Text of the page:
Professor Peter Saunders
reviews the unpublished, non-peer-reviewed research report behind a press release
from the UK government Economic and Social Research Council claiming “UK farmers
upbeat about GM crops”
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ESRC breaks the rules and misleads the public
was not intended as a survey of the views of UK farmers in general and it was not designed in a way that would allow that. But it is
what the research report claims was done; it is entitled: Farmers’ understandings
of genetically modified crops within local communities , so it is not just the title and the
first sentence of the ESRC press release about this research that is misleading.
Why did ESRC fund what looks very much like a marketing exercise for the biotech
industry and why did it accept, apparently without question, a final report
in which the researchers claim to have shown something that they obviously have
not? And why did the ESRC put out a press release that perpetrated and even
exaggerated the false claims of the research report which had not been published,
and as stated on the ESRC website, not even peer-reviewed , despite assertions
to the contrary  (see “UK
farmers upbeat about GM crops” debunked, SiS 38).
The UK government and its agencies take peer review very seriously, when it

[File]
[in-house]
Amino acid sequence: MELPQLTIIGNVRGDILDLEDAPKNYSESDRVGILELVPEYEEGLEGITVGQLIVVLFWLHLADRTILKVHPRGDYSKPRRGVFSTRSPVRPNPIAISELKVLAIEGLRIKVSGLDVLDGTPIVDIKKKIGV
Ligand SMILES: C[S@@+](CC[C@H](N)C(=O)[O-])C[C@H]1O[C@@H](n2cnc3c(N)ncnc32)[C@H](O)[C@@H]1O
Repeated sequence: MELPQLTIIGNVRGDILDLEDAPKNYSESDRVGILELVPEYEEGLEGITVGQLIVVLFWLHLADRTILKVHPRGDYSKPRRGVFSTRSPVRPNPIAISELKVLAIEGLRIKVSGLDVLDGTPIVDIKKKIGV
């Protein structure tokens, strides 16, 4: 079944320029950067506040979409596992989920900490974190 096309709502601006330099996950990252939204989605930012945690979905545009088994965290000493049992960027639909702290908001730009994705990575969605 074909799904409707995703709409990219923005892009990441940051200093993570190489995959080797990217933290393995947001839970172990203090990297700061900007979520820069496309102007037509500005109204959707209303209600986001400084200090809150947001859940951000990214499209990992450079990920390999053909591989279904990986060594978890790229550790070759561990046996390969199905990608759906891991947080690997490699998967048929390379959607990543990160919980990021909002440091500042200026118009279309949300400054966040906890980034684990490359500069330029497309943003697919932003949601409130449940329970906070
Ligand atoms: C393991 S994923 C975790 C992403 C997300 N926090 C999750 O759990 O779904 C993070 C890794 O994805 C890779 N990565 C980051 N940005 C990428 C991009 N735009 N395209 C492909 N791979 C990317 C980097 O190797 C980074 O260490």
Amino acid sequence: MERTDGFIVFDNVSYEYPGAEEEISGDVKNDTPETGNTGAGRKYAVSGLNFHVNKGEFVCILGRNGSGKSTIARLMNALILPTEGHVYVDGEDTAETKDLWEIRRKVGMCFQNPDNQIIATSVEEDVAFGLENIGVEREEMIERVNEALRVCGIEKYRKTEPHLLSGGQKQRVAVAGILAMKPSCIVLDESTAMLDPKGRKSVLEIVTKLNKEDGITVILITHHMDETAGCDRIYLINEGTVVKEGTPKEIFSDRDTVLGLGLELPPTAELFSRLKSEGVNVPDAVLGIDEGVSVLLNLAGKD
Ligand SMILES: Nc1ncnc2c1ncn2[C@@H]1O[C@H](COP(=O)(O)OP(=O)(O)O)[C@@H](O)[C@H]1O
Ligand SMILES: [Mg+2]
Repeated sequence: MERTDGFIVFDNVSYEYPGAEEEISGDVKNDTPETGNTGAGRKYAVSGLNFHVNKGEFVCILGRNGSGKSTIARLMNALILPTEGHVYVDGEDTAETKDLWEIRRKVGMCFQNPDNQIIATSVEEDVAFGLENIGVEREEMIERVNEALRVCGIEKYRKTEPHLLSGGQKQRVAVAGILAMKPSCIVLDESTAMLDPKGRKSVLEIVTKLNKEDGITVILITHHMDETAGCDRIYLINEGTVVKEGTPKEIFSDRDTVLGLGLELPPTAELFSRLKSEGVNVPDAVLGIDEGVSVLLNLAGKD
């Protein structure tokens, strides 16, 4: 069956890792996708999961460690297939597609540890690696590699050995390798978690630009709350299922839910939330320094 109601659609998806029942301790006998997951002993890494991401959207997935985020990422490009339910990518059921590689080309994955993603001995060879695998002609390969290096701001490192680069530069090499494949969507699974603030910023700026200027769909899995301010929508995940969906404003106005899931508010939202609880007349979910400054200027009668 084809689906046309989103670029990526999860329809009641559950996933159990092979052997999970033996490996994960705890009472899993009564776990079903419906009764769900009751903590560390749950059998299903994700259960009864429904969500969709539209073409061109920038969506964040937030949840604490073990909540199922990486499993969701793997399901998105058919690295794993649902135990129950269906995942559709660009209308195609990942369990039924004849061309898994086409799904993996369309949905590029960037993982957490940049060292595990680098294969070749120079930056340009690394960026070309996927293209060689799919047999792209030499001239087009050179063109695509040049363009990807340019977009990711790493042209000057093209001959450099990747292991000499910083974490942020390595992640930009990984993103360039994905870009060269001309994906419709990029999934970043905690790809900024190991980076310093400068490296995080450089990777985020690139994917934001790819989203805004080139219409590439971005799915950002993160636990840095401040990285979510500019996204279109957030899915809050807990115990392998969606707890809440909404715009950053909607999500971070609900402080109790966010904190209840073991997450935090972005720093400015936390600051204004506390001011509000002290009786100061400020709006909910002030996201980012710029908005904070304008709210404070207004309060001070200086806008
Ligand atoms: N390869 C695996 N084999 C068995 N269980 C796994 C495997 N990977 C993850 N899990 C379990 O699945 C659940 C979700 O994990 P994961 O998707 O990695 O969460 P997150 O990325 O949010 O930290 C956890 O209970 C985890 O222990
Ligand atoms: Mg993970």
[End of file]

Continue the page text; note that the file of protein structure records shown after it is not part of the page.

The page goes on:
suits them. While he was Chief Scientific Adviser, Sir David King produced a
‘universal ethical code for scientists’ (see Box ), which includes in the Commentary:
“ensuring that work is peer-reviewed before it is disseminated.” The Food Standards
Agency recently refused even to consider action based on a report it had itself
commissioned about the dangers of food additives on the grounds that the work
had not yet appeared in a peer-reviewed journal  (Food Colouring Confirmed Bad for
Children. Food Standards Agency Refuses to Act, SiS 36). But when
the results appeared to support the biotech industry, the ESRC had no such compunction.
Of course it is just possible that a proper peer reviewer might have commented
on the difference between what was claimed and what was actually done.
The research that never was
The title of
the report implies that information was obtained about the views of British
farmers. And indeed, this is what we read in the body of the report. From
the Aims and Objectives and the list of Key Findings right through to the
appendices, the researchers make statement after statement about what “farmers”